Suffolk: Free childcare for two-year-olds fully subscribed just months after funding made available
PUBLISHED: 10:15 13 January 2014 | UPDATED: 10:15 13 January 2014
Free childcare for two-year-olds offered by Suffolk County Council is already fully subscribed just months after funding for it was made available.
Suffolk County Council received nearly £5 million in funding from the Department of Education in order to provide free early years education for two-year-old children from low-income families.
The funding was granted on the basis that there were 1,293 two-year-olds eligible for free childcare in Suffolk, according to estimates from the Department for Education.
However as of last month the county council had funded 1,346 places, up from 1,057 at the beginning of the term in September.
In November the Department for Education revealed that nation-wide only 70% of eligible children were benefitting from the scheme.
That equated to 92,000 of the 130,000 identified as eligible for up to 15 hours a week of free early years education.
The number of children eligible will double to 260,000 as of September this year. However the Department for Education has said that in the future funding will be on a “use it or lose it” basis.
“The number of participating children will determine the amount of funding they get,” it said.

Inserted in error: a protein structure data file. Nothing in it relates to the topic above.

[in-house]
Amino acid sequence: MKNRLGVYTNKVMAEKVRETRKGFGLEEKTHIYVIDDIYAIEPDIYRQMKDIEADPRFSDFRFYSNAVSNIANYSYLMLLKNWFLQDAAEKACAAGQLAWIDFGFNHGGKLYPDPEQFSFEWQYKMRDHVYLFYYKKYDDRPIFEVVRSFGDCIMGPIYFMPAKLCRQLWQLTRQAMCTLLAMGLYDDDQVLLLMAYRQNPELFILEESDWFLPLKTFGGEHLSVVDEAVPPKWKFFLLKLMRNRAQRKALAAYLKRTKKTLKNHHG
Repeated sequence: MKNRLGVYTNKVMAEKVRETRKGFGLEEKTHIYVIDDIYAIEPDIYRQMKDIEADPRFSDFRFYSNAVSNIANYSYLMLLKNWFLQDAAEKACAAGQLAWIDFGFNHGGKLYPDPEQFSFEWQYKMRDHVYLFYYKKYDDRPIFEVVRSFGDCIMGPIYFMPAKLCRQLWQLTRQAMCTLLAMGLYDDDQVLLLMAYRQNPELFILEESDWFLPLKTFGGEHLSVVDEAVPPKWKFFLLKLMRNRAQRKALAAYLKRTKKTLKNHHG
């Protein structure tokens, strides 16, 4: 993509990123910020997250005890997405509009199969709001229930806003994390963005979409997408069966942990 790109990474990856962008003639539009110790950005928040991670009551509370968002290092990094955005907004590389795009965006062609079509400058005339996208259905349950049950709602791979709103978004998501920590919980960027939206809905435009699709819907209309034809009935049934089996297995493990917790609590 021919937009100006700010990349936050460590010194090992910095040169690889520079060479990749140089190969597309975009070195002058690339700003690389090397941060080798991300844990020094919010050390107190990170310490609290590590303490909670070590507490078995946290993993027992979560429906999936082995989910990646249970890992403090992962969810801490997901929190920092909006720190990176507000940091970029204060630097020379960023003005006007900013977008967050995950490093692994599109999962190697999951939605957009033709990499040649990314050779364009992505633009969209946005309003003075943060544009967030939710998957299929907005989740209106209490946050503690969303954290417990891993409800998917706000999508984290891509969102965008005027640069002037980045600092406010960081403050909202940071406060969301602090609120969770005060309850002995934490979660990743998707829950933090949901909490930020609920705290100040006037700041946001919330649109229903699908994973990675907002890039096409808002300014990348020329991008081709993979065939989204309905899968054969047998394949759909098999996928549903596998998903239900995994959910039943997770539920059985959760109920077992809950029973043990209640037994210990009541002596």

“Where parents are not taking up these places, local authorities will get less money.”
A spokesman for Suffolk County Council said it was expected that they would receive more funding when the eligibility is expanded in September.
The national budget for early years education funding is expected to increase from £500 to £760 million in 2014 and 2015.
The Department for Work and Pensions provides Suffolk County Council with the details of families in the area who are eligible for free childcare for two-year-olds, which the council then uses to contact those families who are not already accessing a place.
Childcare Minister Elizabeth Truss said: “Research shows that a third of children are starting school without basic language and communication skills. In poorer areas, this rises to more than a half.
“Good quality teacher-led early years education helps children develop the social skills and vocabulary they need for learning, and as Baroness Morgan has pointed out, school nurseries can offer these places as well as childminders and nurseries.”